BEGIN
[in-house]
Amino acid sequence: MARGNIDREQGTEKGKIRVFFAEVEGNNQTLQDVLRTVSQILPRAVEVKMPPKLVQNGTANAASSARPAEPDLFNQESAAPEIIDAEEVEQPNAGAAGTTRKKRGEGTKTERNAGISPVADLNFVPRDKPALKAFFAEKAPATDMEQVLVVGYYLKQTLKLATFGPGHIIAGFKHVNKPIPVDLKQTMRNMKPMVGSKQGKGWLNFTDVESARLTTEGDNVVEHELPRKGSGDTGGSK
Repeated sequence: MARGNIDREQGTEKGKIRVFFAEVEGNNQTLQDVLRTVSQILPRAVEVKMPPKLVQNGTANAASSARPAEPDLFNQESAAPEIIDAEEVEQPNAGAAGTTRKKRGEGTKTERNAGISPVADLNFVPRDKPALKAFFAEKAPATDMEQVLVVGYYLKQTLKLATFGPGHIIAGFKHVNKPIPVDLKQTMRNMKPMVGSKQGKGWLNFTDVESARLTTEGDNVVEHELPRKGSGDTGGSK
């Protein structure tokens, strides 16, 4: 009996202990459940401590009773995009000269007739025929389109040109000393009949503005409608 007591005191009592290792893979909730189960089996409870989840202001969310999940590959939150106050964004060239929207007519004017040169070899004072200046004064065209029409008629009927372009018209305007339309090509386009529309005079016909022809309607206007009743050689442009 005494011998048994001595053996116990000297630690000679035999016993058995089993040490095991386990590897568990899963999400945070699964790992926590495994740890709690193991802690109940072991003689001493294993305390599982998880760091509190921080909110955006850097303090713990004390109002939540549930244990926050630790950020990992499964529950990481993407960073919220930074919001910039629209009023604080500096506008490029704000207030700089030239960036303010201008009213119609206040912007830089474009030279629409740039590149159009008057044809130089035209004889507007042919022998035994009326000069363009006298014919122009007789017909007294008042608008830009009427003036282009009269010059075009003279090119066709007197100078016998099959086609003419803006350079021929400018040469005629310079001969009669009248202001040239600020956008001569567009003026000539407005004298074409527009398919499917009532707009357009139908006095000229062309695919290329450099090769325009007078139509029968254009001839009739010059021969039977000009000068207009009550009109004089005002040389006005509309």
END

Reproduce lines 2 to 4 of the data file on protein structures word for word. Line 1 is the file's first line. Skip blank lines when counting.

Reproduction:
Amino acid sequence: MARGNIDREQGTEKGKIRVFFAEVEGNNQTLQDVLRTVSQILPRAVEVKMPPKLVQNGTANAASSARPAEPDLFNQESAAPEIIDAEEVEQPNAGAAGTTRKKRGEGTKTERNAGISPVADLNFVPRDKPALKAFFAEKAPATDMEQVLVVGYYLKQTLKLATFGPGHIIAGFKHVNKPIPVDLKQTMRNMKPMVGSKQGKGWLNFTDVESARLTTEGDNVVEHELPRKGSGDTGGSK
Repeated sequence: MARGNIDREQGTEKGKIRVFFAEVEGNNQTLQDVLRTVSQILPRAVEVKMPPKLVQNGTANAASSARPAEPDLFNQESAAPEIIDAEEVEQPNAGAAGTTRKKRGEGTKTERNAGISPVADLNFVPRDKPALKAFFAEKAPATDMEQVLVVGYYLKQTLKLATFGPGHIIAGFKHVNKPIPVDLKQTMRNMKPMVGSKQGKGWLNFTDVESARLTTEGDNVVEHELPRKGSGDTGGSK
């Protein structure tokens, strides 16, 4: 009996202990459940401590009773995009000269007739025929389109040109000393009949503005409608 007591005191009592290792893979909730189960089996409870989840202001969310999940590959939150106050964004060239929207007519004017040169070899004072200046004064065209029409008629009927372009018209305007339309090509386009529309005079016909022809309607206007009743050689442009 005494011998048994001595053996116990000297630690000679035999016993058995089993040490095991386990590897568990899963999400945070699964790992926590495994740890709690193991802690109940072991003689001493294993305390599982998880760091509190921080909110955006850097303090713990004390109002939540549930244990926050630790950020990992499964529950990481993407960073919220930074919001910039629209009023604080500096506008490029704000207030700089030239960036303010201008009213119609206040912007830089474009030279629409740039590149159009008057044809130089035209004889507007042919022998035994009326000069363009006298014919122009007789017909007294008042608008830009009427003036282009009269010059075009003279090119066709007197100078016998099959086609003419803006350079021929400018040469005629310079001969009669009248202001040239600020956008001569567009003026000539407005004298074409527009398919499917009532707009357009139908006095000229062309695919290329450099090769325009007078139509029968254009001839009739010059021969039977000009000068207009009550009109004089005002040389006005509309």